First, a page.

Shadyac recounts his life-changing shift after a cycling accident nearly took his life. Not wanting to spoil the ending, I’ll stop there. I’ll only tell you that he became disillusioned with life on the A-list — the status and material wealth that came with it — and had an epiphany that sparked a shift that led to drastic life changes. He sold his house, expunged material "things" (the personal jet, big home and fancy cars) and moved to a mobile home to start a new life filled with awareness.

Aside from the snapshot of Shadyac’s surreal awakening, the images, textures and riveting interviews with Desmond Tutu, Howard Zinn and Noam Chomsky are brilliantly woven together, with a sprinkle of eye-opening scientific data, and a lot of moving scenes, vignettes, facts, figures that will leave you feeling like you can really make your mark in this world.

 

Coincidentally, on my way home, I had an experience that eerily depicted scenes from the movie. I was out of gas. For some weird reason I passed up the gas station right off of the freeway exit and was compelled to drive out of my way, past my San Francisco apartment, to gas up. As I pulled up, a scene played out before me like the movie I just watched — fancy shiny cars, hybrids, Mercedes and Hondas juxtaposed next to two homeless men eating out of the trash can, another asking customers to clean their windows in exchange for some spare change.

As I got out of the warm confines of my car to pump gas, I immediately noticed the frigid wind against my face. That’s when a homeless man walked up to me, with a desperate glare in his eyes. He told me, "Sir, someone stole all my stuff. Do you believe that? Do you have an extra jacket or tee shirt in your car that I can have?" I was shocked to think that someone would steal from a homeless man and immediately glanced inside my car and didn’t have any garments. I told him, "If you would’ve asked me yesterday, I would’ve given you two as I just cleaned out my car." His hopeful face filled with despondency. In a genuine tone, he said, "Thank you, have a nice night."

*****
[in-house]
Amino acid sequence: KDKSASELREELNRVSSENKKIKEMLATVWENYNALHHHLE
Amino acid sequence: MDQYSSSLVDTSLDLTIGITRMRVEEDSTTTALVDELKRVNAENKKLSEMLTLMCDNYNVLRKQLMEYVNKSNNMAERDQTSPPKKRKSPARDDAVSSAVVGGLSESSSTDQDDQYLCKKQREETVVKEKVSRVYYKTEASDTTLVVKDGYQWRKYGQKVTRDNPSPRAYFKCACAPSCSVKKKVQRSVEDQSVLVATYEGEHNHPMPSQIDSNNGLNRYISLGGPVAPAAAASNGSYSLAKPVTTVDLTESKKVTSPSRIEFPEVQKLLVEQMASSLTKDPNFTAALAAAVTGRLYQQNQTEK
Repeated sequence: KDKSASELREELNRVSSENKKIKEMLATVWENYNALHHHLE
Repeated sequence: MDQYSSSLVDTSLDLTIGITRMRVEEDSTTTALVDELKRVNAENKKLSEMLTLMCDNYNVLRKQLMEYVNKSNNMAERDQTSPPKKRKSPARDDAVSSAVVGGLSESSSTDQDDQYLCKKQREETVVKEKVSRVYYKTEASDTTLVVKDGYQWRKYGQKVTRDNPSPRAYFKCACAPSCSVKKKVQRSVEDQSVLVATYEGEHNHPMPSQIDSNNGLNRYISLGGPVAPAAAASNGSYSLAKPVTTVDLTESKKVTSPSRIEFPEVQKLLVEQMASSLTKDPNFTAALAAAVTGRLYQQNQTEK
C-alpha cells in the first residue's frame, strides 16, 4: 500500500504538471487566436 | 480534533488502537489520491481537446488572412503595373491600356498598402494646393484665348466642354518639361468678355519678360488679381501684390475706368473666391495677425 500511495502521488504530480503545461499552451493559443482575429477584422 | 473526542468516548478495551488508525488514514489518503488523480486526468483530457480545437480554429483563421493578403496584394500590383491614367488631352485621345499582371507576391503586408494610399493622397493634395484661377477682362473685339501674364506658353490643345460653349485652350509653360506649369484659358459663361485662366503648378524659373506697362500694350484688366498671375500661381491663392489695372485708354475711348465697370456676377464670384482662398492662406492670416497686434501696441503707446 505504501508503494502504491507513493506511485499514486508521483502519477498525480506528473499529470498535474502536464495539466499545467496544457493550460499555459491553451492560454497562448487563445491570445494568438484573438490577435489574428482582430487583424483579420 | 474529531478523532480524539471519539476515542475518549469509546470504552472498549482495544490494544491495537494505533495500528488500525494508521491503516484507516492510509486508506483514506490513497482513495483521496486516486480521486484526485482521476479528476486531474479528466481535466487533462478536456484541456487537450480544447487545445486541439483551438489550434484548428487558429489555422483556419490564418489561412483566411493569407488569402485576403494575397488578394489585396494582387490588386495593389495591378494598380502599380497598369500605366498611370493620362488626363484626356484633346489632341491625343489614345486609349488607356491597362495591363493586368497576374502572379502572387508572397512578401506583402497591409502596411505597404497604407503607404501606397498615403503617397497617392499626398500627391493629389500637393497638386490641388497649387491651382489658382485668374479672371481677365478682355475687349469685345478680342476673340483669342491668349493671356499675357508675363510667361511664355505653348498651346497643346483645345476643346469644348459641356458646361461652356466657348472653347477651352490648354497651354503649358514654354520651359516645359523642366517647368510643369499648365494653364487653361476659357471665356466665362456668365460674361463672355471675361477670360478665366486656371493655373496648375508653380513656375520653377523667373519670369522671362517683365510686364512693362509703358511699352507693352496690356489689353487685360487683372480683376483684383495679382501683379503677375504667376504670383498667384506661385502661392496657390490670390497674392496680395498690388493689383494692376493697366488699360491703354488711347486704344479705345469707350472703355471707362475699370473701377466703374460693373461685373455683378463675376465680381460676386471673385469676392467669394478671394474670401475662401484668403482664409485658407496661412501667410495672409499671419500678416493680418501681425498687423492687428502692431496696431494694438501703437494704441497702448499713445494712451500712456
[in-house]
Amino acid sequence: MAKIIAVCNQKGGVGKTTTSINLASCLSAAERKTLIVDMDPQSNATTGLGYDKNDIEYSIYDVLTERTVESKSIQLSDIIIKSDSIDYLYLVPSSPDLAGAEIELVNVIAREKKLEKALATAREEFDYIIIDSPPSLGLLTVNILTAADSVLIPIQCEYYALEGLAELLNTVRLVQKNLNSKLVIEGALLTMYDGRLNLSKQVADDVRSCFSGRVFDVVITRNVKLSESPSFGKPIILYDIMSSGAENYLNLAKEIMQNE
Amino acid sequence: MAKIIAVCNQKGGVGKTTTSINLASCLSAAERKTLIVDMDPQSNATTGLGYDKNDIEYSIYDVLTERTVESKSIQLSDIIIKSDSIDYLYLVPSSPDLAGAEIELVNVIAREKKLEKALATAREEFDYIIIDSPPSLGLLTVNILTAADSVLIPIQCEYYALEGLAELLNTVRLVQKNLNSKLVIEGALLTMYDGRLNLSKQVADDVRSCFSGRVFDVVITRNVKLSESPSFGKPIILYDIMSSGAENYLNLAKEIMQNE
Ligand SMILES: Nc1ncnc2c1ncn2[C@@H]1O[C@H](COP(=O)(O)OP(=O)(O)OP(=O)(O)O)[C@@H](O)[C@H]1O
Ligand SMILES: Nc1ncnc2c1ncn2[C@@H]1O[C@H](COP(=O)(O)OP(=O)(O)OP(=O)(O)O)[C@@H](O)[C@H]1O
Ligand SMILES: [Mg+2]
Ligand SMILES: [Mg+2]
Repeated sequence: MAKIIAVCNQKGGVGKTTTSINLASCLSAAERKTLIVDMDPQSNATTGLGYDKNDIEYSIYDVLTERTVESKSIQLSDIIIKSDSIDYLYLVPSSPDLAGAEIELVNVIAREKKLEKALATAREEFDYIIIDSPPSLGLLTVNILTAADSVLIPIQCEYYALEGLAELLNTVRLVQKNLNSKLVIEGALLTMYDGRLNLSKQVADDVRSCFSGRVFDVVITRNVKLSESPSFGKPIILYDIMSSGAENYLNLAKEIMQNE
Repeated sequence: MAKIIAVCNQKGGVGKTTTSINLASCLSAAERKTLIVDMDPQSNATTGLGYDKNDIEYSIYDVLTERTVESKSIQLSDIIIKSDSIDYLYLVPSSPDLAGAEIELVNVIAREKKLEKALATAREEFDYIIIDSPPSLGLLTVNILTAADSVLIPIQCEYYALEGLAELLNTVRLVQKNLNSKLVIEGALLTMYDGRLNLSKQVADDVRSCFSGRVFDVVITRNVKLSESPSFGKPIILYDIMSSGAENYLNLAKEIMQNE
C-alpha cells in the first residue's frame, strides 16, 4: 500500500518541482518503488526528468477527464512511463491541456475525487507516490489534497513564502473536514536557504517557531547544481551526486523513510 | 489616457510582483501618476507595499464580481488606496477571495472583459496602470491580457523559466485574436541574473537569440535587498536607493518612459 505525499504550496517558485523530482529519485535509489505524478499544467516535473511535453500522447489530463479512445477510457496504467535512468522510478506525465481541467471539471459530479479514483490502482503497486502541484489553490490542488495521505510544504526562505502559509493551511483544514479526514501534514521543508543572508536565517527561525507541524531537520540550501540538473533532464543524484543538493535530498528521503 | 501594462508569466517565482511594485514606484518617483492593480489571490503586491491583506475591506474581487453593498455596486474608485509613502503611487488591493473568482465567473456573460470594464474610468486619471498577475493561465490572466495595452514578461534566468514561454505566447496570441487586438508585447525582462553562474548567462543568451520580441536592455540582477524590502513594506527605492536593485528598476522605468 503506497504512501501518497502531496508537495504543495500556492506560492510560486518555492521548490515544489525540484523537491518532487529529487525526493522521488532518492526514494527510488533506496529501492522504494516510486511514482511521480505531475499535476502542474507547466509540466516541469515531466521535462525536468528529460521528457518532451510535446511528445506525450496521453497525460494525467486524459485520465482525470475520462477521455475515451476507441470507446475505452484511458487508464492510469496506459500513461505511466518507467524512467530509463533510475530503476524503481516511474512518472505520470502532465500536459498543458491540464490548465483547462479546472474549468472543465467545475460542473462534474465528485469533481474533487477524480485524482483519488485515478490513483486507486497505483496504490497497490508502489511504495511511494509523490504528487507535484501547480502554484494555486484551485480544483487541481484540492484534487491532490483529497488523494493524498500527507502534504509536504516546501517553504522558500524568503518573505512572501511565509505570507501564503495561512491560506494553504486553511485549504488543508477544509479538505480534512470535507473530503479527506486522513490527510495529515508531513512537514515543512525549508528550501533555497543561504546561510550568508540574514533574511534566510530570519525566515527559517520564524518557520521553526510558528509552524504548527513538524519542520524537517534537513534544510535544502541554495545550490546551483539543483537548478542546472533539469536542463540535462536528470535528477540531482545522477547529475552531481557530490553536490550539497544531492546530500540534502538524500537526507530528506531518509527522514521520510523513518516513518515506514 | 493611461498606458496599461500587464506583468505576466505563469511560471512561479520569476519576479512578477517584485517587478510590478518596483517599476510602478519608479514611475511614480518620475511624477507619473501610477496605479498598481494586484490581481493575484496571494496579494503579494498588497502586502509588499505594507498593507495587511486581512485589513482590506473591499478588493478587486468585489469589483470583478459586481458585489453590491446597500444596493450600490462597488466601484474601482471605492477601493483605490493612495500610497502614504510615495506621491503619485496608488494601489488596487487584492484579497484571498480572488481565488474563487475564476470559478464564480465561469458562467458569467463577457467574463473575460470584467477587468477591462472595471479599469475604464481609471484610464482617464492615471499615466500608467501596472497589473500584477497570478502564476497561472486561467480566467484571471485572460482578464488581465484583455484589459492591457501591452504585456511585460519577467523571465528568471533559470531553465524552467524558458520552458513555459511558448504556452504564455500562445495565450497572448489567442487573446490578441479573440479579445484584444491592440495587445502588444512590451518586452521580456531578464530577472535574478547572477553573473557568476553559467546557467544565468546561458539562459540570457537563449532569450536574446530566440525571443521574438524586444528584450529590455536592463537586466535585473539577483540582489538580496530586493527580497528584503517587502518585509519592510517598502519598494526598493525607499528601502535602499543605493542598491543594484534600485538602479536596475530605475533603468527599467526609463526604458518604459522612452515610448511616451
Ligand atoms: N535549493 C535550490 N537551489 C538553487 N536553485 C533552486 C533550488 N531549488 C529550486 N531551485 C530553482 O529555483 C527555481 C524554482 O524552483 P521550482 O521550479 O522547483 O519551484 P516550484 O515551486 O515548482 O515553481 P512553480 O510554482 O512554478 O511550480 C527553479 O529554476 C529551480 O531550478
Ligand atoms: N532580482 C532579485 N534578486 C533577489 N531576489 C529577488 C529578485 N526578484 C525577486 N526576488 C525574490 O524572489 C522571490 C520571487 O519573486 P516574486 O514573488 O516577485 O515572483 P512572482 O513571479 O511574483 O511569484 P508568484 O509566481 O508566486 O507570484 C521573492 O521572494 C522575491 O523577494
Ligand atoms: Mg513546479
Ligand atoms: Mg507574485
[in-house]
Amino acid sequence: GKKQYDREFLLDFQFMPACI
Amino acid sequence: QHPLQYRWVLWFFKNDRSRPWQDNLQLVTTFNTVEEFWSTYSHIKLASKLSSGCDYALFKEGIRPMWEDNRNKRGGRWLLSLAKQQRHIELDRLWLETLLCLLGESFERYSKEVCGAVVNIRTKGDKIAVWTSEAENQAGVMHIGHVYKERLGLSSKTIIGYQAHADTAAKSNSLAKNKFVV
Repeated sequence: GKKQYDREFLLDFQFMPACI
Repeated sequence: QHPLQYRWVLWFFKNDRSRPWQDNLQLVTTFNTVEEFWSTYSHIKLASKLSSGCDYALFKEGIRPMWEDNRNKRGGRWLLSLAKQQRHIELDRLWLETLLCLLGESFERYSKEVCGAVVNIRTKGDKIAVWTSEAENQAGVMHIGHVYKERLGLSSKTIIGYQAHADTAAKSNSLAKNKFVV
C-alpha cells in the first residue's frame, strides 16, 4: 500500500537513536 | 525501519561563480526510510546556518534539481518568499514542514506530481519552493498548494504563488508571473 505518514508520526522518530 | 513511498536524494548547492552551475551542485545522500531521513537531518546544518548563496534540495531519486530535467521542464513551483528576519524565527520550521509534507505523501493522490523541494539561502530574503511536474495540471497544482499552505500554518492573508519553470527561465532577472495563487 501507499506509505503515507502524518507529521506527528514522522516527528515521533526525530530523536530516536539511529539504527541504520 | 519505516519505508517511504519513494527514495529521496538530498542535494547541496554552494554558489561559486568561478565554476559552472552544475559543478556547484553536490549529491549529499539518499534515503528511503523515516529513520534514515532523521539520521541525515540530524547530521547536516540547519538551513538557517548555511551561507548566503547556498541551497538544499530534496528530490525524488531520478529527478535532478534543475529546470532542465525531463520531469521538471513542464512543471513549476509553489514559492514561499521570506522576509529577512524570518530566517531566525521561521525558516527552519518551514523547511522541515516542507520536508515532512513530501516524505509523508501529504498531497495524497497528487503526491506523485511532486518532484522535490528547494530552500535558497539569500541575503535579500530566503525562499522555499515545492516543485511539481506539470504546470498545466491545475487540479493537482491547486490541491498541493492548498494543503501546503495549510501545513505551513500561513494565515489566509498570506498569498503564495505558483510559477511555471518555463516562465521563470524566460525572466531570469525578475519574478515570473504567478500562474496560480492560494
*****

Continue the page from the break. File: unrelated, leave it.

I felt terrible that he didn’t have anything to keep him warm, aside from a thin tee. I had a thin maroon v-neck sweater on and I was shivering. I thought, wow, he only has a tee-shirt on, so he must be colder than I was. I said, "Wait, do you want this sweater I’m wearing?" His eyes lit up as though he won the Mega Millions jackpot. Dumbfounded by the offer, he graciously said, "Oh, yes, please, anything will help, I’m cccold." I took off the sweater and handed it to him.

What happened next caught me completely off guard. He put both hands in front of him, palms facing me to signal me to stop and said, "Wait, you don’t have to give it to me now, you can take it off when you’re done pumping gas so you’re not cold." Wow, I immediately got the chills (not from the windy weather) and handed it over to him right away. I thought to myself, how thoughtful of him to think about my warmth when he had been exposed to the elements for God knows how long.

I then asked him for his name. He said, "I’m Kevin." I shook his frozen hand and said, "Nice to meet you, I’m Toan. Have a good night and God bless you.” His smile widened, revealing a mouth full of missing teeth. WOW. Talk about adding more octane to an already inspiring night.

Admittedly, I rarely give to the homeless on the street. I thought, I give so much to the homeless through GoInspireGo.com and have passed up lucrative job offers to build my organization (a video based website that inspires people to help others.)

This personal, raw, real connection and experience taught me that we are more interconnected than we think. Our actions, however small we think it might be, could change how people treat others. No ripple is too small.

This experience taught me that there is more I can do, simple things like clearing out the many sweaters and jackets in my closet and donating them to folks like Kevin. In return, Kevin probably doesn’t know what ripple he created in me as I share this story with you and many others. He created a shift in me, raised my awareness and consciousness -– and emblazoned in my mind is his smile, filled with so much hope. I will never forget that.

Perhaps there is more that you can do too…
What can you do to make someone else’s life better today? You have the power.